Improve Operations with 5 GREAT Questions

Are you missing out on thousands of dollars just by making the common operations mistakes of entrepreneurs? To find out, ask yourself these five questions:

1. Are we sacrificing the long-term benefit of management and strategy for short-term profit?

There is a value to prioritizing some time to “management” time in almost every environment. If you prefer to stick working foremen on the shop floor or have 85% chargeable managers in a professional service firm, professional development, leverage, efficiency, and longer-term profit may be what you sacrifice. People tend to do what they know how to do and are good at, and often that means the management tasks are sacrificed.  Even if your industry is on fire and you’re growing, a well-managed company is significantly more profitable than a poorly managed one in the same growing industry.

2. Do the same problems keep coming up again, and again, (and again)?

Companies without a systematic way of identifying and permanently resolving problems waste significant time, energy, and money. If there is a chronic complaint in your organization (e.g. time sheets take too long, we keep running out of a certain material, we don’t know how to get this one client to pay, we don’t know how to deal with this one staff member, etc.) you need to implement a process for resolving problems. Now.

3. Are you calculating your burdened hourly rate using last year’s financials?

Entrepreneurs often base their costing on a burdened hourly rate, where the “burden” includes things like overhead. The frequent mistake made, however, is basing that costing on last year’s actual financials, rather than the budgeted costs for this year. The entrepreneur concludes that the certainty around last year’s numbers trumps the forecast for this year. They’re wrong. Even cost of living increases change your margin significantly in a competitive environment.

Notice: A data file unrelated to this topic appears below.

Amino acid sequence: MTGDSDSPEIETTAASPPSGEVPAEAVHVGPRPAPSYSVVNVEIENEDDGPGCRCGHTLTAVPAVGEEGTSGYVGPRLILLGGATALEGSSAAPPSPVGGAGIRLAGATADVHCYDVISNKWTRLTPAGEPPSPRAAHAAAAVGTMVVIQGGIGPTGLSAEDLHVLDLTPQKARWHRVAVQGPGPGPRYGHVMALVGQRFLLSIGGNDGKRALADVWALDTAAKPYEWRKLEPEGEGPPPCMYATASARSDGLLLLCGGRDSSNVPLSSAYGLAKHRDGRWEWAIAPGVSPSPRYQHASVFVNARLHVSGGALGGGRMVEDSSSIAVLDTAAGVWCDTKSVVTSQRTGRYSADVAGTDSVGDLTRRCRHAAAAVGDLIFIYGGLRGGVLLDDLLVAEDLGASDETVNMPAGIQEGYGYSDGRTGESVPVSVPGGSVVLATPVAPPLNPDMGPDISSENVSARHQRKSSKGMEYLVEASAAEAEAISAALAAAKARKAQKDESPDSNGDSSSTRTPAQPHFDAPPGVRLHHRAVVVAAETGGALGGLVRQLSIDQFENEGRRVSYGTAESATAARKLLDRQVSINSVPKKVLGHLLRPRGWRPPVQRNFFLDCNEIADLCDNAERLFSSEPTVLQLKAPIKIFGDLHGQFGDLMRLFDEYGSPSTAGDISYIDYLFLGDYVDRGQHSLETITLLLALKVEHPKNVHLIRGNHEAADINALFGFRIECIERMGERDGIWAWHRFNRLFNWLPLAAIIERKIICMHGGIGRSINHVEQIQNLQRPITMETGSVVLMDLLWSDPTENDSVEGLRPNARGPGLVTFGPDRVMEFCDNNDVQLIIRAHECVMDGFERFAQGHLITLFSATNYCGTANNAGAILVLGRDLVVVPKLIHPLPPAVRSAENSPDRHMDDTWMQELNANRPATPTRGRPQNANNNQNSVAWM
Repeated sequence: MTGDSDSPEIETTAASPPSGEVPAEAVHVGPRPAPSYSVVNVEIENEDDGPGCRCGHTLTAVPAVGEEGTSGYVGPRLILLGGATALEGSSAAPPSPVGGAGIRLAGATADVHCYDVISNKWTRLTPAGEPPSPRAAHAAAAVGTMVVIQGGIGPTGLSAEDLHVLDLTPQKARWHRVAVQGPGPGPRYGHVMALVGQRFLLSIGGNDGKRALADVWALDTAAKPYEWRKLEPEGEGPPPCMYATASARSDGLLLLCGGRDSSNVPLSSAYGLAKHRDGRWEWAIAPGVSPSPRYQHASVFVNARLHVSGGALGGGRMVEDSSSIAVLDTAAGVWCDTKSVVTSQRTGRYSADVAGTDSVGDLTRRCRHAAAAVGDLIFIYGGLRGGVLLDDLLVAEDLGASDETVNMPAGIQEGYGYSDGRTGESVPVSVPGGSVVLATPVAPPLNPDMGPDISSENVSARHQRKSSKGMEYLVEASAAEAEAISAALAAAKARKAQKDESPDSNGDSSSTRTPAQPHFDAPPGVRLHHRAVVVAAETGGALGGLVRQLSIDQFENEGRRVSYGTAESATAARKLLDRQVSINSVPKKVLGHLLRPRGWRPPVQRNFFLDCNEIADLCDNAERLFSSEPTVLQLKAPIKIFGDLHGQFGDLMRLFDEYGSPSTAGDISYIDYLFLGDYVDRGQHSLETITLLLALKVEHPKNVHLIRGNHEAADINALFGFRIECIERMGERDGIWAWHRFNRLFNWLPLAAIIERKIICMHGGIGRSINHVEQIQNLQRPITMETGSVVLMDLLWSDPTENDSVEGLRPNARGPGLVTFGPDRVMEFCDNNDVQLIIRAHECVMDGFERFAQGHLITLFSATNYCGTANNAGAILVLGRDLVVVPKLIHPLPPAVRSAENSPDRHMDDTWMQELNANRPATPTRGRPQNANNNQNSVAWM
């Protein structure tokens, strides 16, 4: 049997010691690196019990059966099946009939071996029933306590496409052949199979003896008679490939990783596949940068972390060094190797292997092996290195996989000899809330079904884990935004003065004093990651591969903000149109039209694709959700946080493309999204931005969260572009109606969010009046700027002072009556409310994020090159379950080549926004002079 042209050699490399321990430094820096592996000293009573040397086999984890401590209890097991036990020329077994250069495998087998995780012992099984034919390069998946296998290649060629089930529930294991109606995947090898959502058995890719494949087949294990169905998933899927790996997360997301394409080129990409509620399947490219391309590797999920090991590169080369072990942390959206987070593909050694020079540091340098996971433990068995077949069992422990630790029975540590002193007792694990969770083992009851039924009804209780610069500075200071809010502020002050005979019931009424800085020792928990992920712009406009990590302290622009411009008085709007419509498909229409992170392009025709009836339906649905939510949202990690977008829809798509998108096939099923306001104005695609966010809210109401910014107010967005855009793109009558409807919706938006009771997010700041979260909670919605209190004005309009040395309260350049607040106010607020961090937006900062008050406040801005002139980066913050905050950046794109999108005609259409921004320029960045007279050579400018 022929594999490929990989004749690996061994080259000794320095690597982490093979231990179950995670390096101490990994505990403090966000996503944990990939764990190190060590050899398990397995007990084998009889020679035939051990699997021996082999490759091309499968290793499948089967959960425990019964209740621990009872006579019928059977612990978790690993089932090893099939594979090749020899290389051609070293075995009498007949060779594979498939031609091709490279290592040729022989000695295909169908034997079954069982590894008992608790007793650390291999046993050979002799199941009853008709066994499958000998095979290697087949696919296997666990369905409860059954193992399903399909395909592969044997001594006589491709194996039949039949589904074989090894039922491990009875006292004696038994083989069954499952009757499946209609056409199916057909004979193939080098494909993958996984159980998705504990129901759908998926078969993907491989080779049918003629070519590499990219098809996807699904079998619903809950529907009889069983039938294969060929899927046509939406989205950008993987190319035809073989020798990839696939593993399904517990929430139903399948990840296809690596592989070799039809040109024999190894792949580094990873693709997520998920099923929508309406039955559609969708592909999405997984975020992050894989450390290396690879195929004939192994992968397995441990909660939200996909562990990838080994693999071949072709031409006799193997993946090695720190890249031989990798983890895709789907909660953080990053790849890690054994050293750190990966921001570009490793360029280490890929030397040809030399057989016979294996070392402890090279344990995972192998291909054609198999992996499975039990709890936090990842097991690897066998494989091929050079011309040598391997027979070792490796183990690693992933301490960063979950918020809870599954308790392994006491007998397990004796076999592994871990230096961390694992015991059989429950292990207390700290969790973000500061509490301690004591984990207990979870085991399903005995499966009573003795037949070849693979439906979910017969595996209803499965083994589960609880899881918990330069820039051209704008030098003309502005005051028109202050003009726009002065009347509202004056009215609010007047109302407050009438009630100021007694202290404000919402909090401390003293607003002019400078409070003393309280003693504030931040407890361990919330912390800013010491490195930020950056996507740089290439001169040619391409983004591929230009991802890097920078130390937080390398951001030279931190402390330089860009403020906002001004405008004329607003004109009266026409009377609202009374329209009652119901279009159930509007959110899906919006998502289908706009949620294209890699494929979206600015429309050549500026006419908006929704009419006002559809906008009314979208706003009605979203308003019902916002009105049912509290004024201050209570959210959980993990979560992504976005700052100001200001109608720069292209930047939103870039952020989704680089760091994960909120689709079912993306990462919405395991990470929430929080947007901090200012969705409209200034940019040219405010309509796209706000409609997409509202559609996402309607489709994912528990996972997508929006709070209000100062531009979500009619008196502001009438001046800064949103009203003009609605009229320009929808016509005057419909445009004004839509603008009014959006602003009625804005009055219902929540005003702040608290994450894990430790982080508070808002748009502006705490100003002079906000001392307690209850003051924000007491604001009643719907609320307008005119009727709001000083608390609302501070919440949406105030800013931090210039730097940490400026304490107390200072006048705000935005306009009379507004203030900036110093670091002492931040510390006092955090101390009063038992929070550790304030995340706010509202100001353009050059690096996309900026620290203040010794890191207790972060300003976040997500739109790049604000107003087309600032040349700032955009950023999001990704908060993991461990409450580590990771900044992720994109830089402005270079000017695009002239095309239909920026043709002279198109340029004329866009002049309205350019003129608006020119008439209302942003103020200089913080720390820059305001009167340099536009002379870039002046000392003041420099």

4. Are you over-reporting your team’s chargeable/utilization rate?

This problem is pervasive in professional services firms. The error is simple. They calculate their chargeable rate based on a 37.5 hour week, when everyone knows that the minimum expected of them is more like 50 hours a week. As the chargeable rate approaches 100%, managers worry they are understaffed, even though significant capacity remains based on the norms of the corporation.

5. Are you missing a 5 year “upgrade” plan?

Entrepreneurs have a unique talent for making their dreams a reality. But some dreams need other people to realize them, and if you can’t explain to your team the path you envision to get “there”, team members are likely to run in many different directions. If you’re a manufacturer, have you explained the plan (for financing and acquisition) to upgrade your equipment and processes? If you’re a service business, does the team know how many trained people will be required, and at what levels of the organization, in the next 5 years? If it’s not written down somewhere, it’s unlikely your team will be able to deliver on your expectations.

If we were in your shoes and we said yes to any of these questions, we’d call a strategic meeting to get the best brains in the business together for a couple of hours and resolve the issues permanently. Don’t know how to do it in just two hours? Reach out. We can help. Sticking with the status quo will likely cost you thousands of dollars.

Bellrock is a management consulting and change management firm where remarkable is expected. If you found this article valuable, don’t be stingy. Share!

Written By:
Tara Landes

Tara Landes is the Founder and President of Bellrock. She has spent over 20 years consulting and training in small to medium-sized enterprises. A sought-after speaker on a wide range of business topics, Tara has delivered workshops and seminars at conferences and industry associations across Canada. Tara obtained a BA (Honours) in Political Science from the University of Western Ontario (UWO) and earned an MBA from UWO's Richard Ivey School of Business.

More By This Author